THE PROVINCIAL Labour Relations Board is being asked to stop the plans by Northwest Community College to cut a portion of its workforce.
The request for a cease and desist order was filed last week by the Federation of Post Secondary Educators of BC, which mostly represents instructors at the college who teach academic and university transfer courses.
Each of the union’s full-time members, save those who are retiring, has been named as being subject to a layoff notice.
Faced with a deficit approaching $2 million, the college has said it will lay off workers of all kinds, but has yet to release full details affecting the 600 full and part-time employees who work on its nine campuses.
Federation president Cindy Oliver said the union’s not convinced the college has explored every other cost cutting avenue before deciding to trim its payroll.
“This is unbelievable for a college to do this,” said Oliver of issuing a blanket layoff notice. “This has never happened before.”
She said college administrators should instead be meeting with college employees.
“We need to talk about options,” said Oliver. “We have some very creative and talented people who could make contributions.”
“The only solution so far has been pretty drastic. [The college] has gone from 0 – 100 [miles an hour] in a flash.”
Oliver also said it’s time for the college to open its books for a more transparent examination of its financial picture.
Although Oliver and others have been critical of the approach taken by college president Denise Henning, Henning has visited each campus to speak with students and the college has set up a website soliciting ways of saving money.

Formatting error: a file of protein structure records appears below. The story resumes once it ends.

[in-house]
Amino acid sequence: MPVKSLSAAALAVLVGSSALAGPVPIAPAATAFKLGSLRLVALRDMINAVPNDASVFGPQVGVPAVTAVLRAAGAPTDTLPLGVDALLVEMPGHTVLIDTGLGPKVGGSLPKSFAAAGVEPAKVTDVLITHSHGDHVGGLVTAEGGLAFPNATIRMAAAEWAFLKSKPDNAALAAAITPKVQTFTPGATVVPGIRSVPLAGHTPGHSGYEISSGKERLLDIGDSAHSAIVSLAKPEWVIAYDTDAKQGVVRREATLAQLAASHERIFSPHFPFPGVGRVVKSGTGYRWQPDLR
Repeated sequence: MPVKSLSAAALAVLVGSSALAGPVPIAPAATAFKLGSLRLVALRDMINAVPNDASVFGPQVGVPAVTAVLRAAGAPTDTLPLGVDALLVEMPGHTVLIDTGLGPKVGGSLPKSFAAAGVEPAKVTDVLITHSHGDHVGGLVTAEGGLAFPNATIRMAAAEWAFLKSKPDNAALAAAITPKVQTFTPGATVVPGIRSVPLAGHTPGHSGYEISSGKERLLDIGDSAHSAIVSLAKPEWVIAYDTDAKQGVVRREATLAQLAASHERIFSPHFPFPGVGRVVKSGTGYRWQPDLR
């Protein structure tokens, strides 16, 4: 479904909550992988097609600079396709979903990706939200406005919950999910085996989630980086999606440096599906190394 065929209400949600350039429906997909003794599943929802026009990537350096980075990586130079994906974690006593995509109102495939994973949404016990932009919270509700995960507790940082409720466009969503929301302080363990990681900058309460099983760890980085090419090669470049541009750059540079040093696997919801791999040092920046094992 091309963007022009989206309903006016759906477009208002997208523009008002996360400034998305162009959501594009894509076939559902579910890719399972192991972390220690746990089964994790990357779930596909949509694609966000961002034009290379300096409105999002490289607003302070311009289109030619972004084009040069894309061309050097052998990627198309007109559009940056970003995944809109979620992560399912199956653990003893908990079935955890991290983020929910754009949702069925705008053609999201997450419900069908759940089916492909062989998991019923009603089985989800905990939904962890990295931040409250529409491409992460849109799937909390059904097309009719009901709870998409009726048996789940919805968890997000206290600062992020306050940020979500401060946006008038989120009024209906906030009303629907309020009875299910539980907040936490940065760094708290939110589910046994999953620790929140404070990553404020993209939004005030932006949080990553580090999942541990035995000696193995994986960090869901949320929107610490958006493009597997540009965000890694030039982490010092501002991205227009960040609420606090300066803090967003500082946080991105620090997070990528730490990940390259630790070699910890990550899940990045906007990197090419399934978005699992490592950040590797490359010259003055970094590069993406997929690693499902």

Still, Oliver has warned Henning in a Jan. 27, 2012 letter that continuing with layoff plans will “involve our local, our federation and your administration in a costly legal process before the Labour Relations Board as well as a substantial grievance and arbitration process.”
“For an administration that seems so concerned about funding constraints, your actions will only exacerbate that problem,” Oliver continued.
The BC Government and Service Employees’ Union, which represents the majority of the college’s unionized workers, is so far taking a different approach.
While the union also received a notice that layoffs are about to happen, affected union members have yet to be notified.
President Darryl Walker said union officials are meeting with college officials to determine what exactly will happen and that items such as severance pay and voluntary departures are contained in the BCGEU’s collective agreements with the college.
“We’re determining what they need to do and why they need to do it,” said Walker of the college’s financial situation.